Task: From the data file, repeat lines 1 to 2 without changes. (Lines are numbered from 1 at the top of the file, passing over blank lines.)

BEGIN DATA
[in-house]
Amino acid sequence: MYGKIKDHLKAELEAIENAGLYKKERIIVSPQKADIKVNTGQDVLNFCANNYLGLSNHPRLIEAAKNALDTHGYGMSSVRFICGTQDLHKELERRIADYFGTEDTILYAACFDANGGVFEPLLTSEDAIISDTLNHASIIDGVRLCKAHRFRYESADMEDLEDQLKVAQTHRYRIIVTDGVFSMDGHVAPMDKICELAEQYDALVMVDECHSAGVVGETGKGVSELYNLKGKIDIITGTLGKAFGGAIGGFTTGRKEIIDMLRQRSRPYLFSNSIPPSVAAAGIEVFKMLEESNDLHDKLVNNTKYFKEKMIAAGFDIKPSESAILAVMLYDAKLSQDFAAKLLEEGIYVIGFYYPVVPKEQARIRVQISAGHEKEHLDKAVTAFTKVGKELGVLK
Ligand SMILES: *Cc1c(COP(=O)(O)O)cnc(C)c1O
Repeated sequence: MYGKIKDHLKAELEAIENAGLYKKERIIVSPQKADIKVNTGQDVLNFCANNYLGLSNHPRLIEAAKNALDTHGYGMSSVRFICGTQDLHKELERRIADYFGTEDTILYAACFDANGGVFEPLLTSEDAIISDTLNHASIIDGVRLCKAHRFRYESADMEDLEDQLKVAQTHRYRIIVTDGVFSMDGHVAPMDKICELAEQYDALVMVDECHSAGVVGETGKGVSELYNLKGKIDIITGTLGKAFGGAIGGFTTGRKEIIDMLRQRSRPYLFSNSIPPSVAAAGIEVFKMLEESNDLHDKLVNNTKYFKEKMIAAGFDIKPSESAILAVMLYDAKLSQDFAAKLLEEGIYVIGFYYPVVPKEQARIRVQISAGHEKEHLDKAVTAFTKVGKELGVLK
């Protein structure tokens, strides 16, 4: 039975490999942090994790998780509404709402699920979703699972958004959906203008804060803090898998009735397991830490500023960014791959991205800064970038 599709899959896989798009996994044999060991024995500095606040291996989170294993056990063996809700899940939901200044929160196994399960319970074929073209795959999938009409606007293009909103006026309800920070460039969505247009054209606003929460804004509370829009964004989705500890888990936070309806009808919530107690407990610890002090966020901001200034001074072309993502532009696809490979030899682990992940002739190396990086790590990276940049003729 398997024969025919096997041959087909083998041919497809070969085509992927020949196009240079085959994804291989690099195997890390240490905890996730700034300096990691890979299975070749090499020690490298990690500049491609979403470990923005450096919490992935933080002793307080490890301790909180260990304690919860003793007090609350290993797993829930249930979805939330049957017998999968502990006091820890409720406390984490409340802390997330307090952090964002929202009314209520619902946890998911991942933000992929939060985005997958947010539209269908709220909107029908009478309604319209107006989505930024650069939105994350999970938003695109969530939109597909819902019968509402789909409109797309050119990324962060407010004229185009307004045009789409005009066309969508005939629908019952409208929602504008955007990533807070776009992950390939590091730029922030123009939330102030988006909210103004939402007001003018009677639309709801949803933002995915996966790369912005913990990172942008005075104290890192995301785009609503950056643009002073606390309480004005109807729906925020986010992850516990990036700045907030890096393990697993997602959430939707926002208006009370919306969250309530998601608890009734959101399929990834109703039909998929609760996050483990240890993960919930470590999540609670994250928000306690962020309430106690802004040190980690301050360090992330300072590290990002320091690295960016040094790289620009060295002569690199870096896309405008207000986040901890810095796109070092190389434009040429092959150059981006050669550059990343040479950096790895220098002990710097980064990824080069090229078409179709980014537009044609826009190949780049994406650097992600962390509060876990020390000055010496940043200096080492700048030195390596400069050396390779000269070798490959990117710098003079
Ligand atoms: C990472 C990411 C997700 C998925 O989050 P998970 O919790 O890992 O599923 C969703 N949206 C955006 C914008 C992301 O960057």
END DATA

[in-house]
Amino acid sequence: MYGKIKDHLKAELEAIENAGLYKKERIIVSPQKADIKVNTGQDVLNFCANNYLGLSNHPRLIEAAKNALDTHGYGMSSVRFICGTQDLHKELERRIADYFGTEDTILYAACFDANGGVFEPLLTSEDAIISDTLNHASIIDGVRLCKAHRFRYESADMEDLEDQLKVAQTHRYRIIVTDGVFSMDGHVAPMDKICELAEQYDALVMVDECHSAGVVGETGKGVSELYNLKGKIDIITGTLGKAFGGAIGGFTTGRKEIIDMLRQRSRPYLFSNSIPPSVAAAGIEVFKMLEESNDLHDKLVNNTKYFKEKMIAAGFDIKPSESAILAVMLYDAKLSQDFAAKLLEEGIYVIGFYYPVVPKEQARIRVQISAGHEKEHLDKAVTAFTKVGKELGVLK